Tristram Shandy: Live at the ADC!

Wed 21st – Sat 24th October 2015

reviews

Maddy Searle

at 01:18 on 22nd Oct 2015

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I’ll admit that I went to see ‘Tristram Shandy: Live at the ADC’ feeling rather apprehensive. My English student friends had warned me of the original text’s tedious digressions. However, I was intrigued by the Blackadder-esque use of the word ‘thingy’ on the show’s flyer, so I decided to see the performance for myself.

I was pleasantly surprised by the show’s vitality and pantomimic frenzy, which alleviated much of the tediousness I had been warned about. Tim Atkin’s portrayal of the eponymous Tristram was also charming. His jovial charisma married with blundering buffoonery and showmanship made the audience giggle from the second his voice echoed across the auditorium. His relationship with Alice, played by Inge-Vera Lipsius, was enjoyable to watch, as Alice voiced the audience’s concerns about the relevance of Tristram’s anecdotes while he blithely continued.

The set was cleverly arranged, with Tristram and Alice’s chat show sofa near the audience, the naturalistic Shandy Hall set spread across the stage, and the conjugal bed perched on a platform at the back. This enabled various scenes, time-periods, and bawdy tableaux to coexist side by side.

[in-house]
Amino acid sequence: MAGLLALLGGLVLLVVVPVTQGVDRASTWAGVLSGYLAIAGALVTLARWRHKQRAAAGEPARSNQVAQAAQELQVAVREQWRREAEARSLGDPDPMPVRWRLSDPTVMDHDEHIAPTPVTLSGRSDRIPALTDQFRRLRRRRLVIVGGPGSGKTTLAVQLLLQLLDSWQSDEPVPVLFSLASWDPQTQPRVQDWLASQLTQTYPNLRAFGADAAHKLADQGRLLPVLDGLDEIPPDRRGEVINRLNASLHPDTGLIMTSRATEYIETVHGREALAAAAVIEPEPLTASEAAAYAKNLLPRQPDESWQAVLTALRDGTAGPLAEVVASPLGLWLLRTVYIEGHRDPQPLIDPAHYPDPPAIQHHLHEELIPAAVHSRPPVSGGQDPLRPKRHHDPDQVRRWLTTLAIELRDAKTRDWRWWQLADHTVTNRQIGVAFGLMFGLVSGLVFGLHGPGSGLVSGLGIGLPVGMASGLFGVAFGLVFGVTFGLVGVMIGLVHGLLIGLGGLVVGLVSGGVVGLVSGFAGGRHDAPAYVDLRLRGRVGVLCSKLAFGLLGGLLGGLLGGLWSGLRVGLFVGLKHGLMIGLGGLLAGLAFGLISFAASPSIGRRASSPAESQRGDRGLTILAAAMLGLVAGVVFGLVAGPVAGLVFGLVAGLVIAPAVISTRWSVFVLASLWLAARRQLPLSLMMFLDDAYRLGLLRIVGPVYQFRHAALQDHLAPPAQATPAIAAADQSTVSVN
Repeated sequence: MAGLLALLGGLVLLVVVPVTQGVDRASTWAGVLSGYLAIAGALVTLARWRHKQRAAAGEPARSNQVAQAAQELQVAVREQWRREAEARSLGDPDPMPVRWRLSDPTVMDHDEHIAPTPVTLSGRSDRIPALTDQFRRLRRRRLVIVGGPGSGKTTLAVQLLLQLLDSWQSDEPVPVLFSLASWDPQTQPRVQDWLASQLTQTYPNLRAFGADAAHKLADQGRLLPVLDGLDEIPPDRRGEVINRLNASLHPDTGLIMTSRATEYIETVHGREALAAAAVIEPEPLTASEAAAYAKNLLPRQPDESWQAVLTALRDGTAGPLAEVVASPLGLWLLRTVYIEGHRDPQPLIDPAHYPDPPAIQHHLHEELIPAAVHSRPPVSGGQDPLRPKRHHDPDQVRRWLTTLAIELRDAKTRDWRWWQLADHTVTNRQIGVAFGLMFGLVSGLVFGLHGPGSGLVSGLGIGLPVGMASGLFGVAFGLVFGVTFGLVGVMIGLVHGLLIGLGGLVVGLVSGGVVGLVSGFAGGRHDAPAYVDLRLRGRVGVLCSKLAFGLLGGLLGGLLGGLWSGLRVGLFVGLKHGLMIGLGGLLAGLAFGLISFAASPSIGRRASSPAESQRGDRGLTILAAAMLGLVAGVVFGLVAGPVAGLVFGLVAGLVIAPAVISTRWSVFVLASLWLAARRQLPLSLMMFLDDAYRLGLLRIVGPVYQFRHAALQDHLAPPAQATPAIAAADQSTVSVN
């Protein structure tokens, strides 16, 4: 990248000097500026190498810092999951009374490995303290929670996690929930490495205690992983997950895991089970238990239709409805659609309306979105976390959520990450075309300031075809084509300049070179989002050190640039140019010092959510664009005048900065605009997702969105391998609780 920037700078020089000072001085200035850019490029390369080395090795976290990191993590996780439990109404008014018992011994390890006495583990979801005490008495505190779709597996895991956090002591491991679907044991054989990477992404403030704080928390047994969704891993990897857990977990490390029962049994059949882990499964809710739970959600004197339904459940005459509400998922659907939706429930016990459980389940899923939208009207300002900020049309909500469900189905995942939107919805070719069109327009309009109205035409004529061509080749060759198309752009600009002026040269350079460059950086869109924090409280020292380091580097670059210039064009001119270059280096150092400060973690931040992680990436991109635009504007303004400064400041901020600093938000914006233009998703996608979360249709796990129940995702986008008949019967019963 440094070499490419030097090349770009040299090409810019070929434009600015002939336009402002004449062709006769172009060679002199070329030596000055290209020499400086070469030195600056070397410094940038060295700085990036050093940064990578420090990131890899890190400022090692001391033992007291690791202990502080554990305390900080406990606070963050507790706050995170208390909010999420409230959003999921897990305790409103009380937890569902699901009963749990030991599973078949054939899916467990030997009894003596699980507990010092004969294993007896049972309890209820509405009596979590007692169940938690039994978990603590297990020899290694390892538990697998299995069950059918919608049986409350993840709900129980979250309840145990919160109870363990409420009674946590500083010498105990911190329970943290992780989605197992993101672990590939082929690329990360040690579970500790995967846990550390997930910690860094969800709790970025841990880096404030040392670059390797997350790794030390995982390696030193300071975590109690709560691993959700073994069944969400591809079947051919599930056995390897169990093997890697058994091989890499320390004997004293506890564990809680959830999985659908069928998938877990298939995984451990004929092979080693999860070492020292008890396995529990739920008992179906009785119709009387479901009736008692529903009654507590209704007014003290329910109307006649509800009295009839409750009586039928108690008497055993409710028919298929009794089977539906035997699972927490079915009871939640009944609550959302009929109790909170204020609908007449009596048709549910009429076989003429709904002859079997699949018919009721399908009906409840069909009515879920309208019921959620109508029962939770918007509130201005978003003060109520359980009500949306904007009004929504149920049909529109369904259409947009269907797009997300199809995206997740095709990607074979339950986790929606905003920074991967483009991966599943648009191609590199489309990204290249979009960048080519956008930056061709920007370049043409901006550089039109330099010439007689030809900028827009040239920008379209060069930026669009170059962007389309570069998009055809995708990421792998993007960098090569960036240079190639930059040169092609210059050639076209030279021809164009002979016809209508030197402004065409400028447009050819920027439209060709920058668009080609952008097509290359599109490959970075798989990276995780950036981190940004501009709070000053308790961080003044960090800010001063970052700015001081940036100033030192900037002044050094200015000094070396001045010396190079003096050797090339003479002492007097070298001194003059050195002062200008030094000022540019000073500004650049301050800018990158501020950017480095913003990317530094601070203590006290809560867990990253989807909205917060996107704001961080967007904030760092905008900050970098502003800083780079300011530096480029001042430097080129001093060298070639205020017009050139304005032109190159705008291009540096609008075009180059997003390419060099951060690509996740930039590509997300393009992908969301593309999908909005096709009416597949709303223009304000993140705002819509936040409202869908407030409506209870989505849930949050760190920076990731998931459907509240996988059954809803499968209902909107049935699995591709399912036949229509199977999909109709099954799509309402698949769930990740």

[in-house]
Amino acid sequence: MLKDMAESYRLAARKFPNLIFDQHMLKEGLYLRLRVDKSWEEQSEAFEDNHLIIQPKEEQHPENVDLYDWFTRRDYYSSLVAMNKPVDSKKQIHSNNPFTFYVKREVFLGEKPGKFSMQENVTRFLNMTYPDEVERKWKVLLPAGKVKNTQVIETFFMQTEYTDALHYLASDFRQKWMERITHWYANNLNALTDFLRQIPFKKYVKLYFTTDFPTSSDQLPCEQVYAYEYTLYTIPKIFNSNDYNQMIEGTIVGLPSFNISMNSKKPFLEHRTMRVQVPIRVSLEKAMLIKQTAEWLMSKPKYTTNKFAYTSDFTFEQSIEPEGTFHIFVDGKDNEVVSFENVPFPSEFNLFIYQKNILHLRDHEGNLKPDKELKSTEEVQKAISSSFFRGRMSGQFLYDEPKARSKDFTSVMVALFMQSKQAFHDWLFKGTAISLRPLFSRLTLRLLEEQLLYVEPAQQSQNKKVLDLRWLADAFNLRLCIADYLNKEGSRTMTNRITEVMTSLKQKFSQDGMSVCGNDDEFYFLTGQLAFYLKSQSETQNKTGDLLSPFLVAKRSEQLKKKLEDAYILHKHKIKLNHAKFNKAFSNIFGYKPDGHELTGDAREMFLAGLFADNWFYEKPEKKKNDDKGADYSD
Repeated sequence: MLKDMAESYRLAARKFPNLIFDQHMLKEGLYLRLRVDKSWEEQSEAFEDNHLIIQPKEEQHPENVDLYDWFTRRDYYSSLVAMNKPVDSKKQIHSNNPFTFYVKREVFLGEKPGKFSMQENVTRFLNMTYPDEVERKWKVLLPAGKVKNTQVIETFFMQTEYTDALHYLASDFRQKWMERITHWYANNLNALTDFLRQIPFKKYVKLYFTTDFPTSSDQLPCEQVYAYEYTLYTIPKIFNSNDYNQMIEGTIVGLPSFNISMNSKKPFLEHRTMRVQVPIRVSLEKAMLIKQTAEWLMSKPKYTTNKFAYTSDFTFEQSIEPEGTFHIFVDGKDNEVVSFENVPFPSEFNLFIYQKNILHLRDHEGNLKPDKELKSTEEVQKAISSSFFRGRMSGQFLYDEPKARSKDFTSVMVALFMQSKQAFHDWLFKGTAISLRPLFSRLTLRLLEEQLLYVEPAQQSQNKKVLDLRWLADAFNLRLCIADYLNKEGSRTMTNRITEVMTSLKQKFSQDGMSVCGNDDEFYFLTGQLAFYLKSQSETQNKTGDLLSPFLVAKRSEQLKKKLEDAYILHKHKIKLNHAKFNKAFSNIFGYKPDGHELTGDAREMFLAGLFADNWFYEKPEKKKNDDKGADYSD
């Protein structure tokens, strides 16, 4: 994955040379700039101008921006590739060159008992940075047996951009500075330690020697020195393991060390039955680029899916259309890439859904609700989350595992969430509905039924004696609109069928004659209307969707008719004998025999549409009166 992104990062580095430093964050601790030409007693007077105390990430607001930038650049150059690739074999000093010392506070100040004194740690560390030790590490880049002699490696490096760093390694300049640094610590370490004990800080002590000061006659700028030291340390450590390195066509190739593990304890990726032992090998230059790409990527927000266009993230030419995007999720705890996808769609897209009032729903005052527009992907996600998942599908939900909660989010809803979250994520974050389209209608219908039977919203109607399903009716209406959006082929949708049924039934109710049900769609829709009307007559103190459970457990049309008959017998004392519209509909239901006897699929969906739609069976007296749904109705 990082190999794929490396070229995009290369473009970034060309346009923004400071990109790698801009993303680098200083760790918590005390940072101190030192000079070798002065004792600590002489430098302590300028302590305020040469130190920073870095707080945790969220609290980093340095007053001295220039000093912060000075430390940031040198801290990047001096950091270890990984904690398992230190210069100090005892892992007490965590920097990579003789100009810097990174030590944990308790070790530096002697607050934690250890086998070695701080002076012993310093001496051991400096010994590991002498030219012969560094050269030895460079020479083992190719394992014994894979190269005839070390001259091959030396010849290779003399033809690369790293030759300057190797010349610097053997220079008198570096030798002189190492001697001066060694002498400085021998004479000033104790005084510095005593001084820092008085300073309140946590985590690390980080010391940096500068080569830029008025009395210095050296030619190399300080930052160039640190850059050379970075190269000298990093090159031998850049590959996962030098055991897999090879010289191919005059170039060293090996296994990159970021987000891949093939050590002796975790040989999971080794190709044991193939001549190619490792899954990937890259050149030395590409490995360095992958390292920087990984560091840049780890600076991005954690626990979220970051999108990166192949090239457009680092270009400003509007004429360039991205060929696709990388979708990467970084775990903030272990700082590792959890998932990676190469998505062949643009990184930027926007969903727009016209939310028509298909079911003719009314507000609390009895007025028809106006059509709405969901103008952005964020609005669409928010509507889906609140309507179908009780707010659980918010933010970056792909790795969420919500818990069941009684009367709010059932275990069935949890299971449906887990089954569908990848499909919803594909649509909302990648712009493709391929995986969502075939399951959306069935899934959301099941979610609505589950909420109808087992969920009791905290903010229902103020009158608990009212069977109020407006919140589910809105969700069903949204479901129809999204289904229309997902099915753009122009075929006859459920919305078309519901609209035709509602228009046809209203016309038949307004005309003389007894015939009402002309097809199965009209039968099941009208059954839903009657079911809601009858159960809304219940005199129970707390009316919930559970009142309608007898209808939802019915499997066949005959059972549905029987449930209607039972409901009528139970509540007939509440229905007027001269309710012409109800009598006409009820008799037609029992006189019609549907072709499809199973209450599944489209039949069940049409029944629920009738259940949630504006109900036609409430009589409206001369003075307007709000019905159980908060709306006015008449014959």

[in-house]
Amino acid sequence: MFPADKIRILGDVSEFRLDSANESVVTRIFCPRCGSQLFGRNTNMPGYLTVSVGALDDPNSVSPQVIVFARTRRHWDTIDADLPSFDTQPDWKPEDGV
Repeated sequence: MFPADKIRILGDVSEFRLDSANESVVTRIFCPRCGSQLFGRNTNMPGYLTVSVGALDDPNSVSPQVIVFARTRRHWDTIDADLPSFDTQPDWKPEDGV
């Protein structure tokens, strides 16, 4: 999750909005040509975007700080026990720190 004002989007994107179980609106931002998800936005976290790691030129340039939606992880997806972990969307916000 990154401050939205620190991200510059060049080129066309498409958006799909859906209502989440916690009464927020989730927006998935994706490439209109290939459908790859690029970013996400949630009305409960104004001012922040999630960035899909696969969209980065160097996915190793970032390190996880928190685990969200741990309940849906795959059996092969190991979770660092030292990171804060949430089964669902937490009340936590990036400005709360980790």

The show also had a feast of jokes tailor-made for the English-reading, ADC-going audience. Digs at the terrible design of Wordsworth Classics and parodies of Cambridge’s student journals were particularly apt. There, too, was a cornucopia of visual gags and a diverse range of props (such as a pair of forceps) which made the audience chortle.

Although, as mentioned previously, much of the tediousness of the original was eradicated, it couldn’t be completely removed. In attempting to put across the rambling nature of Tristram’s recollections, some of the scenes went on too long, and some of the wordy dialogue was lost in a rush by the actors, keen to get to the next bit. Furthermore, the emotional and philosophical message of the play, though well thought out, came rather late. The sudden change in tone from silly to pensive was rather jarring. Especially since the finale finally mentions the ‘thingy’.

All in all, ‘Tristram Shandy: Live at the ADC’ is a unique theatrical experience which combines literary criticism with visual and anatomical humour. It is rather rough around the edges, and is structurally difficult to grasp, but the vim and vigour of the performers make this show an amusing late-night jaunt.

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